Ramblers call for solution to end flooding on riverside footpath
- Credit: Fakenham Ramblers
A walking group has called for a water-logged footpath to be cleared and a plan put in place to stop future flooding.
The Fakenham Ramblers has asked Norfolk County Council to improve the walk alongside the river from Hempton Road to the downstream exit at Heath Lane, which has been unusable for six months.
The county council has said it is keen to work with the group on ways forward.
Richard Potts, secretary for the Fakenham Ramblers, said: “We are a walking group and we want our right of way back.
“We run the risk of losing a key amenity for the residents and visitors to the town and this is a public right of way.”
They say the long stretch of path from Hempton Road to the Three Brick Arches now has at least two places that are regularly affected by flooding.
The second section, from the Three Brick Arches to Heath Lane, is more prone to local flooding and is often underwater for most of its length and for long periods.
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Improvement work has already been carried out there between 2012 and 2013, costing in total around £16,000.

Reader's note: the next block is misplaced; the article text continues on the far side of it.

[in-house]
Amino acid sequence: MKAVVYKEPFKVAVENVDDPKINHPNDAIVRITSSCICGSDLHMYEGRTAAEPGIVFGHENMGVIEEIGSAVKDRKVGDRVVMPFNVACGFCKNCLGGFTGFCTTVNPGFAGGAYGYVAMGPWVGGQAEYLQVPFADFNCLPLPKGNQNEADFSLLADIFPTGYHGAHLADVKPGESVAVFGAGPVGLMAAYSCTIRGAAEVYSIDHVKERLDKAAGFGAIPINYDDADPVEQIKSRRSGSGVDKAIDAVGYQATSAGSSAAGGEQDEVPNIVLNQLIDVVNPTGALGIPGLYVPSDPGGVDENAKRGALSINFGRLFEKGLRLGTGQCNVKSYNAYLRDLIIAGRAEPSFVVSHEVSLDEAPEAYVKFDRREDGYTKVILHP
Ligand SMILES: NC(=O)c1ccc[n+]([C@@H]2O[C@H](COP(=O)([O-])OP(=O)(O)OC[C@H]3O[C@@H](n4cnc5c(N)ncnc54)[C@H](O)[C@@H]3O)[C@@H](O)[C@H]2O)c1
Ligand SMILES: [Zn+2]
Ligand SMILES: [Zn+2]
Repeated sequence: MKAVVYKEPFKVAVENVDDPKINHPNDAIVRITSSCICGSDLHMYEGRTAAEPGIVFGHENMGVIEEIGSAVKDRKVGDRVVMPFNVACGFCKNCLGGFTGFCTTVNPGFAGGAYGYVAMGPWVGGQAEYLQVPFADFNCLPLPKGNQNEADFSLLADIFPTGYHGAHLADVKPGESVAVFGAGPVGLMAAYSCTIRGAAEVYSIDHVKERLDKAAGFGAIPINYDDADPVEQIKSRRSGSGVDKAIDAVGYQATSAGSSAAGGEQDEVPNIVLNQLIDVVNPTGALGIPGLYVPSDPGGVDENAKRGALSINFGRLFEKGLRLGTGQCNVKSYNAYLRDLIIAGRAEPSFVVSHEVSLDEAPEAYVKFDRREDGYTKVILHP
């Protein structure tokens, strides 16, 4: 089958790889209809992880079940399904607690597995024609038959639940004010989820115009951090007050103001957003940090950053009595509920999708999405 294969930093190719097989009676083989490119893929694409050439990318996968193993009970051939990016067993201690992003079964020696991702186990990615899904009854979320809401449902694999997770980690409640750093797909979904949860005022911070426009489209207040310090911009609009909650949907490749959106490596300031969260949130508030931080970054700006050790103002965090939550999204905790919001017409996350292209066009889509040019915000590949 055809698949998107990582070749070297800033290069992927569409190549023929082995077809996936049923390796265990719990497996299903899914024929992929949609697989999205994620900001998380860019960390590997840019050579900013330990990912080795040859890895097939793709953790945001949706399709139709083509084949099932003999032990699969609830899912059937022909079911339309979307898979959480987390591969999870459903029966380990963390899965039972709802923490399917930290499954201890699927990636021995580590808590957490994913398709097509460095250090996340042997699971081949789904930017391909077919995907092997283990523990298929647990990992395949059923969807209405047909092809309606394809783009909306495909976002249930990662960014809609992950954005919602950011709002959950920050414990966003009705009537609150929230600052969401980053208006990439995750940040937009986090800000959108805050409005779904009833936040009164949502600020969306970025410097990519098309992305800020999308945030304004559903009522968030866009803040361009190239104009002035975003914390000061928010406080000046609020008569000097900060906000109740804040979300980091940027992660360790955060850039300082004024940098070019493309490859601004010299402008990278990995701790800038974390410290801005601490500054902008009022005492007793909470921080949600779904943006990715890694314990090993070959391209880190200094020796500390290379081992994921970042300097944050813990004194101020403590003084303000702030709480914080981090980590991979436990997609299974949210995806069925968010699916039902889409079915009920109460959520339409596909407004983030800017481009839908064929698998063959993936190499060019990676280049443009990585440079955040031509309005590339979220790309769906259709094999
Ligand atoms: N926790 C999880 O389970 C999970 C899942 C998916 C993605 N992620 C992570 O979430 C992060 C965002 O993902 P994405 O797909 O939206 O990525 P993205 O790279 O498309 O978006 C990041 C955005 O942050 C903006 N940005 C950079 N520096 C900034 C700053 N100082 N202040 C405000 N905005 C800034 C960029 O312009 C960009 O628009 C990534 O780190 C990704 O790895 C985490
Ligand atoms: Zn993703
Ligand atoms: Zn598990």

The group, which has compiled a report on the issues, says during October, November and December last year, parts have been under four to 12 inches of water.
The nearby Pensthorpe Conservation Trust has allowed people to use its footpath for people to avoid particularly affected sections, but Mr Potts said people are still missing out.
“Everyone is grateful to them for allowing us to cross their land but it doesn't go along the riverbank so it's that loss of access to a beautiful area,” he said.
“We haven't gone to the extent of writing this report and we haven't put this sort of effort in without some expectation of success.”
For the first section of the path, the group wants it to be passable for at least 10 months of the year by the end of 2021.
They also want a plan of action to tackle the section part by the end of 2022.
“We understand the council has an awful lot of responsibility and not a lot of resources, but we believe the request is reasonably modest and they reflect reality," he said.
A Norfolk County Council spokesperson said: “As flooding on some parts of the path has subsided we were able to visit the site yesterday and we met with the local ramblers representative.
"We will continue to work with the relevant organisations and will now start to look into future options and what works can be undertaken in this area in a safe and sympathetic way.”